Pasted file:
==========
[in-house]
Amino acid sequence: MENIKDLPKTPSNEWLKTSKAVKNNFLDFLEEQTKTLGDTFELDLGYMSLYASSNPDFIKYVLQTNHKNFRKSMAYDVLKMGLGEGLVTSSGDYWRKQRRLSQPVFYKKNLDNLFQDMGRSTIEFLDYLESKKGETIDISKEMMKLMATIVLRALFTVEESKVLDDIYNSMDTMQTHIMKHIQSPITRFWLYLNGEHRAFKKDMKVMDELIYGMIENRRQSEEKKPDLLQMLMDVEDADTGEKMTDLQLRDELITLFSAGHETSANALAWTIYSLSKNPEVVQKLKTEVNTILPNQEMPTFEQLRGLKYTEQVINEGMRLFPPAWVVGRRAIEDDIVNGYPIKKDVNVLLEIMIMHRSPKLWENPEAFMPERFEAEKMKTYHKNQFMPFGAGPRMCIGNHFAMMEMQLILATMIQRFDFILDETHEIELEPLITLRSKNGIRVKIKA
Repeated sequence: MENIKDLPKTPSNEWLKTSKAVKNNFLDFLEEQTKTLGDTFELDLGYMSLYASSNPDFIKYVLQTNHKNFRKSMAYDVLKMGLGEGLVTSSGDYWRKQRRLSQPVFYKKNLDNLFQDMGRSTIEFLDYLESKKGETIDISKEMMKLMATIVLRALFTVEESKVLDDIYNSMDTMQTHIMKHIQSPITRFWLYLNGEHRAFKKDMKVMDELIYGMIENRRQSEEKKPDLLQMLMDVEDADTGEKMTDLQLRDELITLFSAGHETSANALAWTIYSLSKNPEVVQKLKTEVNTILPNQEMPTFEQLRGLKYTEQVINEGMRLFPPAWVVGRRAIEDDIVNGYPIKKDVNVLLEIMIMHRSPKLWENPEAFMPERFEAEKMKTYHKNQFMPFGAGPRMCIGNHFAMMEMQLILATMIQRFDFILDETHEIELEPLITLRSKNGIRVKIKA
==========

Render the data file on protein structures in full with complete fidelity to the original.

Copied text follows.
[in-house]
Amino acid sequence: MENIKDLPKTPSNEWLKTSKAVKNNFLDFLEEQTKTLGDTFELDLGYMSLYASSNPDFIKYVLQTNHKNFRKSMAYDVLKMGLGEGLVTSSGDYWRKQRRLSQPVFYKKNLDNLFQDMGRSTIEFLDYLESKKGETIDISKEMMKLMATIVLRALFTVEESKVLDDIYNSMDTMQTHIMKHIQSPITRFWLYLNGEHRAFKKDMKVMDELIYGMIENRRQSEEKKPDLLQMLMDVEDADTGEKMTDLQLRDELITLFSAGHETSANALAWTIYSLSKNPEVVQKLKTEVNTILPNQEMPTFEQLRGLKYTEQVINEGMRLFPPAWVVGRRAIEDDIVNGYPIKKDVNVLLEIMIMHRSPKLWENPEAFMPERFEAEKMKTYHKNQFMPFGAGPRMCIGNHFAMMEMQLILATMIQRFDFILDETHEIELEPLITLRSKNGIRVKIKA
Repeated sequence: MENIKDLPKTPSNEWLKTSKAVKNNFLDFLEEQTKTLGDTFELDLGYMSLYASSNPDFIKYVLQTNHKNFRKSMAYDVLKMGLGEGLVTSSGDYWRKQRRLSQPVFYKKNLDNLFQDMGRSTIEFLDYLESKKGETIDISKEMMKLMATIVLRALFTVEESKVLDDIYNSMDTMQTHIMKHIQSPITRFWLYLNGEHRAFKKDMKVMDELIYGMIENRRQSEEKKPDLLQMLMDVEDADTGEKMTDLQLRDELITLFSAGHETSANALAWTIYSLSKNPEVVQKLKTEVNTILPNQEMPTFEQLRGLKYTEQVINEGMRLFPPAWVVGRRAIEDDIVNGYPIKKDVNVLLEIMIMHRSPKLWENPEAFMPERFEAEKMKTYHKNQFMPFGAGPRMCIGNHFAMMEMQLILATMIQRFDFILDETHEIELEPLITLRSKNGIRVKIKA